North Australian Territory Co v Goldsborough, Mort and Co: CA 1893

The court considered the propriety of the cross examination of a witness of the statements of others. The plaintiff company in liquidation, sought rescission of a contract for the purchase of land. In the course of the liquidation and after the commencement of the action certain persons were examined under section 115 of the 1862 Act. Their depositions were then taken. A commission subsequently issued in the action for the examination of witnesses abroad, and one of the persons who had been examined under s 115 was examined under the commission on behalf of the Defendants. During this cross-examination on behalf of the Plaintiffs he was asked as to the truth of certain of his answers given in the examination under section 115, and the answers were read to him from the depositions. He said that the statements contained in them were correct. He was also cross-examined as to certain answers given by other persons who had been examined under sect.115, and those answers were read to him. The Defendants sought to inspect and copy those depositions used in the cross-examination.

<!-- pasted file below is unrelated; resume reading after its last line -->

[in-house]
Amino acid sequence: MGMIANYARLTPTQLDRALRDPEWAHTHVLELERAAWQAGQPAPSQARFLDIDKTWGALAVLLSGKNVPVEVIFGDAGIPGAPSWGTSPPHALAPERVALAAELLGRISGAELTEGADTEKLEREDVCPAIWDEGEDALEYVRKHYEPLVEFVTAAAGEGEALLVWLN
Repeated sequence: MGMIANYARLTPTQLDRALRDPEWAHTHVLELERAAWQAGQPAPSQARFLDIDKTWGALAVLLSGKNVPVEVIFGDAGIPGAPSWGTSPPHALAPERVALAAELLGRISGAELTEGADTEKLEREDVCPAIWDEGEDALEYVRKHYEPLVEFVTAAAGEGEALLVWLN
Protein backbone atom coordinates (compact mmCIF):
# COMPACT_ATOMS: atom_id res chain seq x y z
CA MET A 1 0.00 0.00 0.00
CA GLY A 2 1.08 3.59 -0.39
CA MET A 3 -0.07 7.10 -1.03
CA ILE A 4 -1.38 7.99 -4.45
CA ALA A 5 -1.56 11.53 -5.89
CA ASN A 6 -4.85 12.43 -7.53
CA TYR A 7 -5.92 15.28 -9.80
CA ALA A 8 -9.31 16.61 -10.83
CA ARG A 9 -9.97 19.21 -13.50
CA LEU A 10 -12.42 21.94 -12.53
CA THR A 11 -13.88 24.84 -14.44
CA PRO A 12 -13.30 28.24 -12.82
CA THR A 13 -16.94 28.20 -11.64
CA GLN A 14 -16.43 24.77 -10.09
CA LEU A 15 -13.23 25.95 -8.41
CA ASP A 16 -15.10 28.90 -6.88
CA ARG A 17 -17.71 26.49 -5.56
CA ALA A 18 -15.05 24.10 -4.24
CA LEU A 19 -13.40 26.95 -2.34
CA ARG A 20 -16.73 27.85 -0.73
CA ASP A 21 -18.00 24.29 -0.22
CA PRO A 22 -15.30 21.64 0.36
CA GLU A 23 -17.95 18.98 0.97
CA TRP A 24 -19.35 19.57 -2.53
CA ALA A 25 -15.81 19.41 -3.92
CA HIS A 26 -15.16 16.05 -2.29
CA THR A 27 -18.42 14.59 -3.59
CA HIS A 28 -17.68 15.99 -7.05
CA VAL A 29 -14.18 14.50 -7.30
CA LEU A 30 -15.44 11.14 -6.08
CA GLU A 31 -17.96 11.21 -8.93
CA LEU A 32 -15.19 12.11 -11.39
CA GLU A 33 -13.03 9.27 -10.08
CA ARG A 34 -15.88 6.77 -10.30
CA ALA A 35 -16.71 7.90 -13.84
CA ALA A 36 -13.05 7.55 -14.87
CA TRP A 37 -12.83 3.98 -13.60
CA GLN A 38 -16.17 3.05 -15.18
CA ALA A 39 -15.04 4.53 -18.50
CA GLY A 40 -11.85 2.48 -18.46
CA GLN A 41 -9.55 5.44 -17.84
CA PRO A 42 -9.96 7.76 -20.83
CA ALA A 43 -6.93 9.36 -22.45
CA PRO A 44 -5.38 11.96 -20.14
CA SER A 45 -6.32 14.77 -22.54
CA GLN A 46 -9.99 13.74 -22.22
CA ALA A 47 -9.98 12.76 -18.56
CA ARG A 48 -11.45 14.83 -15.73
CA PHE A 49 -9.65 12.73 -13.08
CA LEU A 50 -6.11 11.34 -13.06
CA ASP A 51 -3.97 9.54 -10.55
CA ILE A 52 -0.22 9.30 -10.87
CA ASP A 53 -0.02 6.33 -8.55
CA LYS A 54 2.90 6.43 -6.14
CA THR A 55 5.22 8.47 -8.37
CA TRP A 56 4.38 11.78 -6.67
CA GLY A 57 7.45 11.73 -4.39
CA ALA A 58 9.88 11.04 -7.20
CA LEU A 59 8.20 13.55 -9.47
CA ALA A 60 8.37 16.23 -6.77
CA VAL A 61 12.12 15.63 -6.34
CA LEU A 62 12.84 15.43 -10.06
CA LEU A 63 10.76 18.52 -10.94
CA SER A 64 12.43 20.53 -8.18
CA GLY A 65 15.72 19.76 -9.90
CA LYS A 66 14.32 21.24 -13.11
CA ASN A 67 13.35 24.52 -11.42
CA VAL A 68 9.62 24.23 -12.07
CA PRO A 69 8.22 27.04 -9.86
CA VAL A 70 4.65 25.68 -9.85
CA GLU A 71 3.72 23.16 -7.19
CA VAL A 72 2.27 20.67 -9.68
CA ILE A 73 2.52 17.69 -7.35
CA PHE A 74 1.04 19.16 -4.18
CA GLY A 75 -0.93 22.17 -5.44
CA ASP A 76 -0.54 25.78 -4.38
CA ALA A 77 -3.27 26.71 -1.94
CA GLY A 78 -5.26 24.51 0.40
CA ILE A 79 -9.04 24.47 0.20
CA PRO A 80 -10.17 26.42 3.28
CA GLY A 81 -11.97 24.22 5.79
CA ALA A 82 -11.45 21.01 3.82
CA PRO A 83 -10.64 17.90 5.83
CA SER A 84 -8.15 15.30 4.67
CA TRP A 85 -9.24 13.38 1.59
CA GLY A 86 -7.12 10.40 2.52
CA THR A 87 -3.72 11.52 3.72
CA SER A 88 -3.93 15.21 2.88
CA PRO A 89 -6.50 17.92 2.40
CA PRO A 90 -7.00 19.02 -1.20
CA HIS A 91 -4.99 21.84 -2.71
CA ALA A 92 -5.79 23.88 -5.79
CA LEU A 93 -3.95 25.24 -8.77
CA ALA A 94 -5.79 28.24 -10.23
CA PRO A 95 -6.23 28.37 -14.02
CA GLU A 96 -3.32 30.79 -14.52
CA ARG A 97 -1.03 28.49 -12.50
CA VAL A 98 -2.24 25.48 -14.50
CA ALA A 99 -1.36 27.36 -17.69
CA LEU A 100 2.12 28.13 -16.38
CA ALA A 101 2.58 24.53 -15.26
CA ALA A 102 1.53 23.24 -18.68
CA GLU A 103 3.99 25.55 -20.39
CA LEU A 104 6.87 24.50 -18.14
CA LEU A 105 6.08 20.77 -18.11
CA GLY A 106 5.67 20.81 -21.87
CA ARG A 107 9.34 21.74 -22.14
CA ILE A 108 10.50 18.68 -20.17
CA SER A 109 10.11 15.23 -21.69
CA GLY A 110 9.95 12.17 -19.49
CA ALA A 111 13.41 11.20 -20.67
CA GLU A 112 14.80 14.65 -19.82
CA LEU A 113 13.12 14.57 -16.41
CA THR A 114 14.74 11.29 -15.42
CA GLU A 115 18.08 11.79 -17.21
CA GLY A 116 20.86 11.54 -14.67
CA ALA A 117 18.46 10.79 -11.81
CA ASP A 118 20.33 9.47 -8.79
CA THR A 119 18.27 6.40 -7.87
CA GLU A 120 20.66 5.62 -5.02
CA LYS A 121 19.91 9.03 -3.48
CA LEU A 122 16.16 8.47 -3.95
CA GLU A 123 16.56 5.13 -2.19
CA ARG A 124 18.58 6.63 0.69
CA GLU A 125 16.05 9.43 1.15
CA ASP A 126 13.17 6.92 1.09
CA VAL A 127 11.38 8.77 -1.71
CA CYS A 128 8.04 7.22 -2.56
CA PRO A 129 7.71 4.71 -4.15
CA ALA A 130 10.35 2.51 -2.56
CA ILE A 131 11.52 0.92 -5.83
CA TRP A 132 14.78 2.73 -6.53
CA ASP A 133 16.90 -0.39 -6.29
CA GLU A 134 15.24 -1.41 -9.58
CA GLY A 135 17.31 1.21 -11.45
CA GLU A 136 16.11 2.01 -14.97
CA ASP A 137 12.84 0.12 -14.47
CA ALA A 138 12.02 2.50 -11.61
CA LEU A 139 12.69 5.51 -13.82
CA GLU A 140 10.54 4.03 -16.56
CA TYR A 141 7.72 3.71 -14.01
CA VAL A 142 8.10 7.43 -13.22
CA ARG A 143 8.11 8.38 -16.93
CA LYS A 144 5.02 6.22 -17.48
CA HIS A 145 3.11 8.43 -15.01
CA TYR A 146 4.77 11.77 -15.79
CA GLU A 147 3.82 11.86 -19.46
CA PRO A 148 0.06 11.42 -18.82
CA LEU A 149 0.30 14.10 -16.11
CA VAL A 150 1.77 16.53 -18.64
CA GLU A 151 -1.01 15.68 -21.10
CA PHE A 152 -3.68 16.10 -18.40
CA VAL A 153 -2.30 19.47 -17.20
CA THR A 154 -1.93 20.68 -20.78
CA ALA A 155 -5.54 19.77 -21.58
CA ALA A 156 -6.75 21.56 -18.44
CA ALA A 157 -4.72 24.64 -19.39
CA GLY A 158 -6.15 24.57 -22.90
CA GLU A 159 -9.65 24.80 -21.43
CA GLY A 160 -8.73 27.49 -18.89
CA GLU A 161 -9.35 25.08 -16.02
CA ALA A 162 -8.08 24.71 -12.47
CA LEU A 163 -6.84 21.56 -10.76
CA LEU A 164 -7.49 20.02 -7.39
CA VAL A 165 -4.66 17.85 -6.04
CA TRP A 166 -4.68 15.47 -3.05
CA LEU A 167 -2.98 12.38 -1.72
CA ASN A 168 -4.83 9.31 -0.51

Held: The defendants were not entitled to the inspection sought.
Lord Esher MR said that: ‘answers given in an examination under sect.115 never can be used as evidence or as proof, except for the purpose of contradicting a witness; they are not taken as evidence in an action, but for the purpose of obtaining information to enable the company or its liquidator to decide as to the propriety of bringing or continuing an action’. As to the depositions: ‘are in the nature of information, and there is no injustice in the fact that the person conducting a cause is in possession of information of which the other side is not.’
Lindley LJ said: ‘It is said that they are entitled because these depositions ought to have been scheduled in the Plaintiffs’ affidavit of documents as documents in their possession relating to matters in dispute in the action; but, if they had been scheduled, privilege would as a matter of course have been claimed for them, and the Defendants would never have seen them; and it would not be fair to the Plaintiffs if we were to treat these depositions as documents in their possession unprotected by a claim of privilege.’


Lord Esher MR, Lindley LJ, Cotton LJ


[1893] 2 Ch 381


Companies Act 1862 115



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Updated: 17 June 2022; Ref: scu.450440